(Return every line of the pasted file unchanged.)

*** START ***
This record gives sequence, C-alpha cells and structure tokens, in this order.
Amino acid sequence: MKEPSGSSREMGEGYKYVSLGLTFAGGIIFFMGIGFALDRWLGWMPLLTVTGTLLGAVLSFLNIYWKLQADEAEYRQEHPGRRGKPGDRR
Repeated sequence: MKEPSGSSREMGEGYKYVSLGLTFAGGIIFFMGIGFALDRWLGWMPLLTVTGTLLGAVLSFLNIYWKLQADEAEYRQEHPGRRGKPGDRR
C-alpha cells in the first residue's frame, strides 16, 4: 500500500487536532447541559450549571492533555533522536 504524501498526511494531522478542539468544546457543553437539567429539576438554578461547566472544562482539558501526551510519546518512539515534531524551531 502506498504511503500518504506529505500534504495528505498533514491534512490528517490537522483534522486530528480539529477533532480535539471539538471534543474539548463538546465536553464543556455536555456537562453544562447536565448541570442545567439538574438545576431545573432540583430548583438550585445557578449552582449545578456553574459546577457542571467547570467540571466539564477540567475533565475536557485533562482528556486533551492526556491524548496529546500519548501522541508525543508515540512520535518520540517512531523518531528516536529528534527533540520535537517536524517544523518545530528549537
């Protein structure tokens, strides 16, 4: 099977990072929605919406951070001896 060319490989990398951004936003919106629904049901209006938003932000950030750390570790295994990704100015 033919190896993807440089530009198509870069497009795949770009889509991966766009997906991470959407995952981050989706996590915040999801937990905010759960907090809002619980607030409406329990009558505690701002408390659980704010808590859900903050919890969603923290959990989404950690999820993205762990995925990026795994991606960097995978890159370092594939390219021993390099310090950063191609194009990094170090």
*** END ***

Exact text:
This record gives sequence, C-alpha cells and structure tokens, in this order.
Amino acid sequence: MKEPSGSSREMGEGYKYVSLGLTFAGGIIFFMGIGFALDRWLGWMPLLTVTGTLLGAVLSFLNIYWKLQADEAEYRQEHPGRRGKPGDRR
Repeated sequence: MKEPSGSSREMGEGYKYVSLGLTFAGGIIFFMGIGFALDRWLGWMPLLTVTGTLLGAVLSFLNIYWKLQADEAEYRQEHPGRRGKPGDRR
C-alpha cells in the first residue's frame, strides 16, 4: 500500500487536532447541559450549571492533555533522536 504524501498526511494531522478542539468544546457543553437539567429539576438554578461547566472544562482539558501526551510519546518512539515534531524551531 502506498504511503500518504506529505500534504495528505498533514491534512490528517490537522483534522486530528480539529477533532480535539471539538471534543474539548463538546465536553464543556455536555456537562453544562447536565448541570442545567439538574438545576431545573432540583430548583438550585445557578449552582449545578456553574459546577457542571467547570467540571466539564477540567475533565475536557485533562482528556486533551492526556491524548496529546500519548501522541508525543508515540512520535518520540517512531523518531528516536529528534527533540520535537517536524517544523518545530528549537
């Protein structure tokens, strides 16, 4: 099977990072929605919406951070001896 060319490989990398951004936003919106629904049901209006938003932000950030750390570790295994990704100015 033919190896993807440089530009198509870069497009795949770009889509991966766009997906991470959407995952981050989706996590915040999801937990905010759960907090809002619980607030409406329990009558505690701002408390659980704010808590859900903050919890969603923290959990989404950690999820993205762990995925990026795994991606960097995978890159370092594939390219021993390099310090950063191609194009990094170090």